Assad: With terrorist support cut, Syrian war would be over in year
In an interview with the NPO2 channel, Assad said the Western anti-terrorist effort in Iraq and Syria was based on geopolitical interests rather than values and did not reflect a realistic approach toward defeating terrorism.
"You cannot fight terrorism without troops on the ground, and without a real incubator, a social incubator that supports you in your war against those terrorists," he said.
European politicians decided to act against terrorism in the region only because it started to pose danger to their nations, Assad said.
“Why didn't they fight terrorism from the very beginning, before [IS] appeared? You had al-Nusra [Front], you had al-Qaeda, you had other terrorist groups,” he said. “It should be a matter of principle.”
Countries like Turkey, Saudi Arabia and Qatar have been supporting terrorist groups in Syria for years, Assad pointed out. If foreign fighters, money and arms were stopped from reaching those groups, the conflict would soon stop, he pledged.
"If the responsible countries take actions against the flood and the flow of terrorists and the logistic support, I can guarantee that it will take less than one year," he said, explaining that the terrorist groups don't have genuine public support in Syria.
Assad reiterated his rejection of foreign calls for his resignation, saying it's up to Syrian voters and not foreign politicians to decide who should lead Syria. Western nations have been insisting for years that Assad stepping down is necessary for a political transition in the country.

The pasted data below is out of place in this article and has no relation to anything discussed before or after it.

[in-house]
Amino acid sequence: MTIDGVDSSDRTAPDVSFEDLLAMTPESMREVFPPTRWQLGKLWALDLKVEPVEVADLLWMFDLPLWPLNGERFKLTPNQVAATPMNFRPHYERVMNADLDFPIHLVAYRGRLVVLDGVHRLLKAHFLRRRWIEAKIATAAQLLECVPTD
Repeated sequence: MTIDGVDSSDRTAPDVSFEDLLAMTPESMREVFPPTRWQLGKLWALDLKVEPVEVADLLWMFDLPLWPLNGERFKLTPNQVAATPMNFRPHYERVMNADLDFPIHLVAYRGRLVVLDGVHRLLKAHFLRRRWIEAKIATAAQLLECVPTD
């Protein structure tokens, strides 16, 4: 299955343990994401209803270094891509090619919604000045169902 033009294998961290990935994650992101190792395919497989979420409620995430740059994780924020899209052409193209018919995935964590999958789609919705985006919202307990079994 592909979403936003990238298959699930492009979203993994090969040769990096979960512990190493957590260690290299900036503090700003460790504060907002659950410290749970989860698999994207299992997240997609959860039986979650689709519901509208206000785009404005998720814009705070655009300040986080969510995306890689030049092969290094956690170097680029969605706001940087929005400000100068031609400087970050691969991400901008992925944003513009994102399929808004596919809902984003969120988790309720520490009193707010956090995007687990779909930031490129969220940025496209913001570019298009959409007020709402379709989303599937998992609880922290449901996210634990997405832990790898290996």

The interview came just before talks at the UN Security Council, which resulted in a resolution mapping the road to a settlement of the conflict. The resolution envisions a transitional government to be created within six months and holding presidential election in 18 months.
Bringing the Assad government and UN-backed opposition groups together would be a challenge. On Friday Riad Hijab, the opposition coordinator, said there would be no concessions to Damascus and negotiate before the Syrian president leaves office. Hijab served as prime minister and agriculture minister under Assad before defecting in 2012, the highest-profile Syrian official to do so in more than four years of the conflict.